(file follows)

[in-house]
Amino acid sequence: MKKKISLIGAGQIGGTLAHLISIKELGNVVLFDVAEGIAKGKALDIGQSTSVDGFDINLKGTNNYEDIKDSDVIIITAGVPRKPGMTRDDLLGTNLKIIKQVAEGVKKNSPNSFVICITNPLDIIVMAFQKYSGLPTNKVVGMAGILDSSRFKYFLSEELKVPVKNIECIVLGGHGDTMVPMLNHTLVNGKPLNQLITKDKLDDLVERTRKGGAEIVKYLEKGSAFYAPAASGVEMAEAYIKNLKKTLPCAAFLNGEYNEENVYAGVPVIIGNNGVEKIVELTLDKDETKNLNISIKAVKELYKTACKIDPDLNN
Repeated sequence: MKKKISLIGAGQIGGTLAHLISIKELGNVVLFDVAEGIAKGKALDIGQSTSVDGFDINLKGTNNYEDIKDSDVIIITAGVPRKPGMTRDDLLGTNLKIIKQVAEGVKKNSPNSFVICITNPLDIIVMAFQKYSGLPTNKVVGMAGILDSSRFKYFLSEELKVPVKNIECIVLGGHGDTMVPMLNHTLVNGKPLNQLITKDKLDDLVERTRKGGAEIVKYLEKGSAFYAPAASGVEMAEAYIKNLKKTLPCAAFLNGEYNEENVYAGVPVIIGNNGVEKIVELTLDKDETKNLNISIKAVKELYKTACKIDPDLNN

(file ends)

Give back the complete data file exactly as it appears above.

[in-house]
Amino acid sequence: MKKKISLIGAGQIGGTLAHLISIKELGNVVLFDVAEGIAKGKALDIGQSTSVDGFDINLKGTNNYEDIKDSDVIIITAGVPRKPGMTRDDLLGTNLKIIKQVAEGVKKNSPNSFVICITNPLDIIVMAFQKYSGLPTNKVVGMAGILDSSRFKYFLSEELKVPVKNIECIVLGGHGDTMVPMLNHTLVNGKPLNQLITKDKLDDLVERTRKGGAEIVKYLEKGSAFYAPAASGVEMAEAYIKNLKKTLPCAAFLNGEYNEENVYAGVPVIIGNNGVEKIVELTLDKDETKNLNISIKAVKELYKTACKIDPDLNN
Repeated sequence: MKKKISLIGAGQIGGTLAHLISIKELGNVVLFDVAEGIAKGKALDIGQSTSVDGFDINLKGTNNYEDIKDSDVIIITAGVPRKPGMTRDDLLGTNLKIIKQVAEGVKKNSPNSFVICITNPLDIIVMAFQKYSGLPTNKVVGMAGILDSSRFKYFLSEELKVPVKNIECIVLGGHGDTMVPMLNHTLVNGKPLNQLITKDKLDDLVERTRKGGAEIVKYLEKGSAFYAPAASGVEMAEAYIKNLKKTLPCAAFLNGEYNEENVYAGVPVIIGNNGVEKIVELTLDKDETKNLNISIKAVKELYKTACKIDPDLNN